100 Women and 100 Dreams Project- Khorshid and Madinah’s Stories
Think back on your childhood for a moment, can you remember a day you were playing outside with friends, the sun slowly going down as you laugh and run around? Amidst the laughter you hear your mother’s voice calling you to come in as it is almost dinner time and guests are coming tonight to eat with you. She asks you to wash your face and change into something clean before they arrive. For many of us the memory, while peaceful, is a fairly ordinary one. We likely went inside, cleaned up and sat down to dinner at home with family and the special guest. But not for *Khorshid, a young girl from Afghanistan, for her this typical childhood day ended very differently. The Global Campaign for the Prevention of Child Marriage (GCPCM) is an ongoing awareness raising campaign that aims to help stop child marriage through education and storytelling. As part of the campaign,100 women from around the world who married under the age of 18 were interviewed by local volunteers. One of the founders of the campaign, Iranian community leader Shahin Gavanji, stated ‘Child marriage is a big problem in Iran as well as other parts of the world, in addition to child labor. The physical and sexual abuse of children [is] totally ignored.’ GCPCM wants to help change that by sharing the experiences of survivors. This is *Khorshid’s story.
I will never forget that dark day. I was out playing with my friends in the yard when my mother called to me and said: “Wear good clothes for tonight because we have guests!”. Excited, I asked my mother who are the guests that are coming? She said they were coming to propose my marriage. It was a terrible shock for me when I heard the news that I should get married. I felt numb at first, and I was unable to talk. Then I started crying and said to my mother “I don’t want to get married, I want to go to school!” but she strongly disagreed with me and refused to pay attention to my cries, instead she said” Listen to me, be careful, you must refrain from disagreeing in front of your father since if you do, he will kill you.” I felt afraid and hopeless after hearing all this. I wanted to go to school and play with my friends, but no one heard me when I begged them to stop this marriage .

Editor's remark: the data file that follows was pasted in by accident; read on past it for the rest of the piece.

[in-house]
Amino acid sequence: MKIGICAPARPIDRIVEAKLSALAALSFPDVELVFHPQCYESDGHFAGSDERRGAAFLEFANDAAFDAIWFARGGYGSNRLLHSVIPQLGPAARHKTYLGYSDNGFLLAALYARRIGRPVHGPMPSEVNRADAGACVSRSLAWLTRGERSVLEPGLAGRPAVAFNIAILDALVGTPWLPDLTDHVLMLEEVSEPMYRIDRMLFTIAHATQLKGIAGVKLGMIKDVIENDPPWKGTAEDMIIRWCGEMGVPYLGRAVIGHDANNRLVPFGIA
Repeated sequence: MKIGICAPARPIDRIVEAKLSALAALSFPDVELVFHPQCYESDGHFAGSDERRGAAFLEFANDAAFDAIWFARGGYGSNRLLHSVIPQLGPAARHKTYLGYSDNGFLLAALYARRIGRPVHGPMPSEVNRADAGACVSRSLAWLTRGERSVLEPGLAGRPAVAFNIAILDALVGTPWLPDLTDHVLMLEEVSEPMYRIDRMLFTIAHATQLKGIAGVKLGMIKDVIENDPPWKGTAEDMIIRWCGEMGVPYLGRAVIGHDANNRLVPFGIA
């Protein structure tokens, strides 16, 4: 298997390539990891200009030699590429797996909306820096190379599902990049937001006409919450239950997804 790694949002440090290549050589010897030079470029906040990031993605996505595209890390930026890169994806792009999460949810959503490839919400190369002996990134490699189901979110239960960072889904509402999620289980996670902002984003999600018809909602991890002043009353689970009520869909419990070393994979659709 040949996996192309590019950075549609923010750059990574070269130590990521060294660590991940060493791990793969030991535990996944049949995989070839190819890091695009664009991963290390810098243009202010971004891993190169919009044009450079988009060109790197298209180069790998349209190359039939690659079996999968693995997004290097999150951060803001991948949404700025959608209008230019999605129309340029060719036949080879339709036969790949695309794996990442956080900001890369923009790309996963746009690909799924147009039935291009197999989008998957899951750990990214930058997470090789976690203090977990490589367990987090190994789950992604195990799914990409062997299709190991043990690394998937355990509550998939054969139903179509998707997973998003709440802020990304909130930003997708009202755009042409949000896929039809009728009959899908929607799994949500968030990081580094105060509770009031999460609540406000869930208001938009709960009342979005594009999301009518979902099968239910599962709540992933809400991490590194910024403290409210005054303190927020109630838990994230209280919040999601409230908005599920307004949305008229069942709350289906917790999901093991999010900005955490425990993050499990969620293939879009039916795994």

To me, it was a tragedy that I had to marry a man who was 20 years older than me and already married. I think poverty played a crucial role in my being married so young. My father was a worker and we were very poor, my mother thought that my marriage would provide financial support for our family. I strongly believe that child marriage is a violent and abusive practice since children don’t know anything about matrimony and all that things involved with being a wife and mother. I was 11 years old when I was married and had to become engaged in adult issues that I was not yet ready to handle. I experienced a miscarriage at a young age and my first baby was born when I was 15 years old. The Global Campaign for the Prevention of Child Marriage is raising awareness about child marriage but I would also like to raise awareness about other factors like poverty, culture, and a lack of education that cause child marriage in many societies around the world.
When I was a child I had a dream of going to school and achieving success. Today I feel a pang of nostalgia when I remember my childhood. I think of myself playing with my friends, I was like a free bird. I have a message to share with all parents, please stop child marriage and allow your children to fulfill their dreams.
*Madinah was a 13 year old girl also living in Afghanistan when she was forced to marry. Her marriage was a consanguineous marriage, or cousin marriage, a type of interfamilial union between two blood-related individuals who are second cousins or closer. Without her knowledge, her father met with her aunt and uncle to arrange for her to marry her 16 year old cousin who was more like a brother to *Madinah than a cousin. This is *Madinah’s story.